If you have an extra hour when visiting Bryce Canyon, I highly recommend the Mossy Cave hike.

The stream along the Mossy Cave Trail

Small windows in the formations above the trail.

The small waterfall near the end of the Mossy Creek Trail

I couldn’t post about Bryce Canyon without at least one shot of the “main event.” This was taken shortly before sunrise from near Inspiration Point. Sunrise at Bryce Canyon National Park is an experienced not to be missed. Just do not expect to be the only one there. I shared this view with hundreds of other people.


Hiking in the GSENM

On our recent trip to Utah, Tanya and I (with our friends Jim and Kris) spent two days in the Escalante area in the heart of the Grand Staircase Escalante National Monument. I first took Tanya here about 15 years ago, when the Grand Staircase Escalante National Monument was still relatively new and unknown to many. Not so much today, though it still gets a fraction of the visitors the Utah national parks get. We did three and a half hikes in the national monument, and while we weren’t the only people on the hikes, they were not like the hike we took in Bryce Canyon National Park a few days later where there were many hundreds of people on the trail. On each of the hikes we took in GSENM, there were long periods of time were we didn’t see other people. And on the half hike (can’t call it a full hike, it was only 1/2 mile round trip) we were the only ones there.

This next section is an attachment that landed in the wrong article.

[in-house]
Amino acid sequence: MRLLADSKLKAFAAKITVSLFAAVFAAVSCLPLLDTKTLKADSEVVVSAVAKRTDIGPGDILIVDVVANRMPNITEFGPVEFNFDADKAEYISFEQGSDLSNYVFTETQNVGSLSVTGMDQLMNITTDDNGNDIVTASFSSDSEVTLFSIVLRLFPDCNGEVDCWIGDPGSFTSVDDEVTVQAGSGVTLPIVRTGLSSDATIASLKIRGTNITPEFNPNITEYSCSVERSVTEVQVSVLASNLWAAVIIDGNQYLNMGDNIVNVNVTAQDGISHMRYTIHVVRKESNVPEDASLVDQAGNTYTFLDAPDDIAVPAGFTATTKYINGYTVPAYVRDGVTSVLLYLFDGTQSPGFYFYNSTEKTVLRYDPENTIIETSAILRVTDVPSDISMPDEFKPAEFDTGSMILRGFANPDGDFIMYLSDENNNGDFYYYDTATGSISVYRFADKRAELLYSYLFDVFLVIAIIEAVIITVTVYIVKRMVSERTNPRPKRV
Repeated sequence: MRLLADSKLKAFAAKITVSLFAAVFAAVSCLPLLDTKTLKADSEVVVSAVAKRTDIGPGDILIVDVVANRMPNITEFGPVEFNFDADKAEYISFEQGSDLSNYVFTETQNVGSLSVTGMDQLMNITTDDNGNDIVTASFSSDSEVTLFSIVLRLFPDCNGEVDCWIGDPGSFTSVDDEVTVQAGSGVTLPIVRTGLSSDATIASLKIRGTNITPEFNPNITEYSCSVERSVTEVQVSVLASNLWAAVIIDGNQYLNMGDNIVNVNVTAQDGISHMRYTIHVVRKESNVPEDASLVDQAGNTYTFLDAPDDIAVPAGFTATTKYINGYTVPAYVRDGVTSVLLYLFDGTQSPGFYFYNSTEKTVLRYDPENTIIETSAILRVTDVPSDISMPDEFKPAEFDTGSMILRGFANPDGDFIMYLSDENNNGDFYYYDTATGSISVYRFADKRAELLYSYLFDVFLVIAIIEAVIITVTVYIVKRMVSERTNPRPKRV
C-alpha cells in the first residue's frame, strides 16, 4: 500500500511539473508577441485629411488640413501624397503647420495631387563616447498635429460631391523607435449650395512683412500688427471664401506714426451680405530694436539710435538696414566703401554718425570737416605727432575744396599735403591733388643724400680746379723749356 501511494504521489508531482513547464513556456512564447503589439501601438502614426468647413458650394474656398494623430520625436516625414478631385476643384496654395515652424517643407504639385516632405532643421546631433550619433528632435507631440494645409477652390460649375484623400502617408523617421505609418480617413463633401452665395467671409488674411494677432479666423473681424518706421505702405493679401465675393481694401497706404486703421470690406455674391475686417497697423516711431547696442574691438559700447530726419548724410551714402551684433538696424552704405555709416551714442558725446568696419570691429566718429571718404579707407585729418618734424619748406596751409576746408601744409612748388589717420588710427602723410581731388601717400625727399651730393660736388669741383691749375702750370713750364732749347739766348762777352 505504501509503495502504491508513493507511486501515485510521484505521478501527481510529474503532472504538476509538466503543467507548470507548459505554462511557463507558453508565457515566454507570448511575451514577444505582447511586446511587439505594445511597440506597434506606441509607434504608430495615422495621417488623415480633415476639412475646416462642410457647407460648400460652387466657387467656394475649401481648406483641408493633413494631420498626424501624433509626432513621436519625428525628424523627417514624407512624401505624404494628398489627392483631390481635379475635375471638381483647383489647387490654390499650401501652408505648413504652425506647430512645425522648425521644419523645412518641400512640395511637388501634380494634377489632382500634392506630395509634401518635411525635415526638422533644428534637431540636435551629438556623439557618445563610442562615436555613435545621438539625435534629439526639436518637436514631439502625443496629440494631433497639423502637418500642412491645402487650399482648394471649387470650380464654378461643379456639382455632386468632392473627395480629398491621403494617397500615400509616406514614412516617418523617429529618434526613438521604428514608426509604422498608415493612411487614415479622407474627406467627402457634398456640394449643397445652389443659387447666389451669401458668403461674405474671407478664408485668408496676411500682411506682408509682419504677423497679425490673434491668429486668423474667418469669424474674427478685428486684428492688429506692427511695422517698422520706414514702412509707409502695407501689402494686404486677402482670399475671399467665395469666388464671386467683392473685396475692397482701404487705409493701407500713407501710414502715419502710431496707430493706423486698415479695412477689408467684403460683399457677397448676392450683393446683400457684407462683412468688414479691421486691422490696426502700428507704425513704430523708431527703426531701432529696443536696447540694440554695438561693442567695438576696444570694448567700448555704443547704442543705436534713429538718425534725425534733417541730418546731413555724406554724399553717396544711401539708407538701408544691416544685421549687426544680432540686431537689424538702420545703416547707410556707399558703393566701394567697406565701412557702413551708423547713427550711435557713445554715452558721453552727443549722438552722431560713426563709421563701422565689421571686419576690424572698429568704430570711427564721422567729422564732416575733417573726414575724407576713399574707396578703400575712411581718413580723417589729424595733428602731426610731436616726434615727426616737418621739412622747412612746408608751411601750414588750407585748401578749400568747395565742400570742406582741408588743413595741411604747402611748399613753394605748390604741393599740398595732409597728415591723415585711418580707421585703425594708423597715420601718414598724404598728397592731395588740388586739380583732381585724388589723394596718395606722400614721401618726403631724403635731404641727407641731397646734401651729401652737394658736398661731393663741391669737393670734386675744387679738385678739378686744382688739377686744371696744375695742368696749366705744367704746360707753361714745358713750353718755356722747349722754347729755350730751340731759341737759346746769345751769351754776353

Tanya in Peek-a-Boo under a natural bridge in the slot canyon.

Still, it isn’t like it was 15 years ago. One hike we took, both last month and 15 years ago, was to Peek-a-Boo and Spooky slot canyons. The first time we did this hike, I think Tanya and I saw one other group of people and there were maybe two other cars at the trailhead. Last month, there were probably 20 cars at the trailhead, and other 20 that were parked down the road from the trailhead (that couldn’t make it all the way in due to not having high enough clearance). We saw plenty of people, from 4-year old kids to 70-year old grandmothers.  However, there were few enough people that I didn’t have a problem setting up and using my tripod while in the slots. This trip, we also hiked down to Brimstone slot canyon (we didn’t do this 15 years ago); on that part of the hike, we only saw two other groups of people – so it is fairly easy to still find solitude in the GSENM.